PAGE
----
New White Paper by Charles Schwab Investment Management in collaboration with the Investments & Wealth Institute and Cerulli Associates, is now available.
Mitigating the Impact of Advisors’ Behavioral Biases – New White Paper by Charles Schwab Investment Management in collaboration with the Investments & Wealth Institute and Cerulli Associates, is now availableMitigating the Impact of Advisors’ Behavioral Biases report shows advisors how they can improve their portfolio construction and management processes by acknowledging their own biases and develop safeguards to prevent costly mistakes.
The last couple of years have raised the awareness of behavioral finance and the benefits of incorporating its principles into advisor’s everyday communication with their clients. With the emergence of pronounced market volatility in the first quarter of 2020, it has never been more important for advisors to understand the biases that can undermine their portfolio management efforts.
Last year’s report, The Role of Behavioral Finance in Advising Clients, illustrated that advisors can play a key role in helping clients understand common behavioral biases and establish guardrails to avoid emotional decision-making.
The top five behavioral biases that advisors identify as impacting their clients’ investment decisions:
- Recency bias (being easily influenced by recent news events or experiences): 35%
- Loss aversion bias (playing it safe or accepting less risk then they can tolerate): 26%
- Confirmation bias (seeking information that reinforces their perception): 25%
- Familiarity/home bias (a preference to invest in familiar/U.S. domiciled companies): 24%
- Anchoring bias (a tendency to focus on specific reference points when making investment decisions): 24%
Source: Befi Barometer 2019
The Role of Behavioral Finance in Advising Clients also explored the most frequent challenge advisors face in using behavioral finance principles in their practices – the difficulty in translating theory into implementation. The new white paper, Mitigating the Impact of Advisors’ Behavioral Biases, will help advisors do just that.
Mitigating the Impact of Advisors’ Behavioral Biases will help advisors understand the biases to which they may be subject. It explores how advisor biases may be affecting their client relationships and offers advisors specific suggestions to help build and maintain portfolios that optimize client opportunities to achieve their desired outcomes, given their risk preferences.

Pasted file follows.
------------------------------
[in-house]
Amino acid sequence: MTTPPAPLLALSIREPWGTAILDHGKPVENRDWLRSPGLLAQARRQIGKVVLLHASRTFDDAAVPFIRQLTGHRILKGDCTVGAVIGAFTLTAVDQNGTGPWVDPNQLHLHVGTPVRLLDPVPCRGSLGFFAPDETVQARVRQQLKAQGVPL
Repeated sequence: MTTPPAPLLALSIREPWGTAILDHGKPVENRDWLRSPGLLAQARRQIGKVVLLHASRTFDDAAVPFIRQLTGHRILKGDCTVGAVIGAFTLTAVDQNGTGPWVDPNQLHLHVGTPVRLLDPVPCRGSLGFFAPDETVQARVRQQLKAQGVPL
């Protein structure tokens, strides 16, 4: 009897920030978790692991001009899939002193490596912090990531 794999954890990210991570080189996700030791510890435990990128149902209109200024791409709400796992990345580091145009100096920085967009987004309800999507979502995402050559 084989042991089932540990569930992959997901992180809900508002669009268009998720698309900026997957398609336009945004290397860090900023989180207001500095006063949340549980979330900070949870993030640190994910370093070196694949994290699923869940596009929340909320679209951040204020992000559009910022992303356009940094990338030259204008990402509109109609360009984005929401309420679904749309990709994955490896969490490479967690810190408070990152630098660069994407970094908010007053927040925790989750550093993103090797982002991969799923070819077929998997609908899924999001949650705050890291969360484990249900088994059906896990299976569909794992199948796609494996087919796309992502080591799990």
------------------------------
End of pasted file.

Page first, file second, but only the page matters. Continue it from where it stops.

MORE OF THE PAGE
- Advisors are most likely to self-identify loss aversion, overconfidence, availability, and confirmation as the behavioral biases affect them.
- Implementing a rigorous process-driven portfolio management structure can help mitigate the impact of behavioral biases of advisors and clients.
- The “best” portfolio for a client is one that is customized to maximize the probability of securing their financial objectives while remaining within the client’s investment risk comfort level.
- Ongoing communication is essential to assuring the portfolio remains aligned with clients’ evolving financial statuses.
It is important for advisors to understand that they are subject to the same emotional responses as their clients. However, the value of advisors is deeply tied to overcoming these challenges to improve the likelihood of clients reaching their short and long-term financial objectives. Advisors can enhance the client experience by identifying their behavioral tendencies and creating a disciplined investment process that reduces the impact of these tendencies.
Identifying and mitigating the impact of the behavioral biases is an integral part of advisory wealth management relationships. Embracing a proactive approach to reducing the impact of these biases enables advisors to strengthen the value of the services they deliver to their clients. Advisors can substantially decrease their exposure to behavioral biases by applying the principles outlined in the new white paper Mitigating the Impact of Advisors’ Behavioral Biases in their practice.
Read the full report: Mitigating the Impact of Advisors’ Behavioral Biases